Photo: Goldman Environmental Prize.
You know it’s been a tough year when you’ve spent half of it wondering if you’re dead. Since the October debut of “The Death of Environmentalism,” many environmentalists in the U.S. have indulged in spells of gloomy self-questioning. Do environmentalists need to rethink their priorities? Talk more about human beings than critters? Get religion? Give themselves a new name? The strategic questions have been endless, and often frustratingly abstract.
Of course, it’s helpful for a movement to take a critical look at itself. But it’s important to remember that some problems don’t require long discussions of priorities or strategy. They’re so obvious, and so serious, that they simply demand action, commitment, and a lot of courage. Throughout the world, passionate people — whether they call themselves environmentalists or not — are tackling concrete threats to humans and the world they live in. And the winners of this year’s Goldman Environmental Prize are among the most inspiring.
These six grassroots activists come from all over the world — Africa, Asia, Europe, North America, South and Central America, and island nations. They’ve braved assassination attempts, civil war, and exile. They’ve confronted parliaments, presidents, corrupt government agencies, and the World Bank, and they’ve managed to change some minds in the process. Though their work is far from done, each reports substantial victories: forests protected, destructive projects derailed, protests acknowledged, trees planted.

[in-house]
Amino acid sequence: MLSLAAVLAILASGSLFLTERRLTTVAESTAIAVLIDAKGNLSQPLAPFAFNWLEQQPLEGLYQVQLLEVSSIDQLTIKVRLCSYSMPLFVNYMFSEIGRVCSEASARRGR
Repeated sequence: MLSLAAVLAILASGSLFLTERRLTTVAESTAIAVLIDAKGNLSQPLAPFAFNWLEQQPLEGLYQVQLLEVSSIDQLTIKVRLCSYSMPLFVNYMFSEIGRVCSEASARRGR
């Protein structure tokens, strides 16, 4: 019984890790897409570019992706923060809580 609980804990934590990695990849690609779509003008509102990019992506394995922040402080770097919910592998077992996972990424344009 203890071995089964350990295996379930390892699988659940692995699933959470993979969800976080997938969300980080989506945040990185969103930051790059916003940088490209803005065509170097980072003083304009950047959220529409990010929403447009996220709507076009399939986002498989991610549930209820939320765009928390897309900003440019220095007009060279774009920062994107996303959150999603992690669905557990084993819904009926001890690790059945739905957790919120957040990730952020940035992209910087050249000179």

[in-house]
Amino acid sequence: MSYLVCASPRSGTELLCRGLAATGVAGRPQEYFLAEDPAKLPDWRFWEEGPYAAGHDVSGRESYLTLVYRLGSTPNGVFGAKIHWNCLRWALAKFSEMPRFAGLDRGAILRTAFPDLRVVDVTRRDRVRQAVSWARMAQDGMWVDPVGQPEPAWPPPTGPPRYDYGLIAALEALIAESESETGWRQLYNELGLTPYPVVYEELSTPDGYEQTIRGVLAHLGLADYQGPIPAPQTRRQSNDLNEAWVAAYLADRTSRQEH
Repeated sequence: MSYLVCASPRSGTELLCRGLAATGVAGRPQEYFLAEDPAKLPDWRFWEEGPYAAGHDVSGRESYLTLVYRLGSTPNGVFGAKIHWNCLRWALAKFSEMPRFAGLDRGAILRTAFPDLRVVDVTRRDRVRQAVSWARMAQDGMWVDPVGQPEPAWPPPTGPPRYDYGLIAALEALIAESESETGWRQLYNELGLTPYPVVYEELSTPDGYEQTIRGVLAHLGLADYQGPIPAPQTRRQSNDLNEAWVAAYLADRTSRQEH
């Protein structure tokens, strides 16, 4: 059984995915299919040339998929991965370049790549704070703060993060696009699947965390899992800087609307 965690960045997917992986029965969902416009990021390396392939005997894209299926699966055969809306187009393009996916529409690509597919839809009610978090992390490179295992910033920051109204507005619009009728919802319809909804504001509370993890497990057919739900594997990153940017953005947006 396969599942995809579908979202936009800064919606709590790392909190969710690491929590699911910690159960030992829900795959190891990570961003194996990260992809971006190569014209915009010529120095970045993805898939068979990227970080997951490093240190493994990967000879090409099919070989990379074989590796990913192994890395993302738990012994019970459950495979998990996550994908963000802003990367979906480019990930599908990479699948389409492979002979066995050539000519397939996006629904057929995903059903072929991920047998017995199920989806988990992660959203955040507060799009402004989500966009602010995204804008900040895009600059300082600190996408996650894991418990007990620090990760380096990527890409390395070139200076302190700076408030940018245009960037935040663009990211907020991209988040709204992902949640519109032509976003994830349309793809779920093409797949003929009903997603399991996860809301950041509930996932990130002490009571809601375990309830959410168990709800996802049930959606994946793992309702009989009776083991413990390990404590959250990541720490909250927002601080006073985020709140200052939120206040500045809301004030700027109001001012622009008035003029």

The annual Goldman Prize is one of the field’s highest honors, established in 1990 by Richard and Rhoda Goldman (he founded Goldman Insurance Services in San Francisco; she was a descendant of jeans-maker Levi Strauss). Winners are nominated by environmental organizations and chosen by a panel of activists, including past recipients. Each receives an award of $125,000. This year’s winners will be honored in a ceremony in San Francisco on April 18.
In this special series, Grist speaks with the honorees, sharing their tales of triumph and defeat, of agony and ecstasy — and providing just a smidgen of hope.
- Kaisha Atakhanova, a biologist from the Republic of Kazakhstan, is leading a bold grassroots campaign to keep nuclear waste from being imported into her country.
- Corneille E.N. Ewango, a botanist from the Democratic Republic of the Congo, risked his life to protect the Okapi Faunal Reserve from nearly a decade of civil war.
- Rev. José Andrés Tamayo Cortez, a Catholic priest from Tegucigalpa, organized thousands of Hondurans to protest uncontrolled commercial logging in their country’s diverse forests.
- Stephanie Danielle Roth, a French and Swiss citizen, is leading a global campaign to stop a vast proposed gold mine in Romania, organizing large-scale protests and taking on the World Bank.
- Chavannes Jean-Baptiste of Haiti has spent more than three decades promoting sustainable agriculture in his country, despite several assassination attempts and a series of death threats.
- Isidro Baldenegro López of Chihuahua, Mexico, has brought international attention to the ravages of logging and drug trafficking in the Sierra Madre of Mexico.
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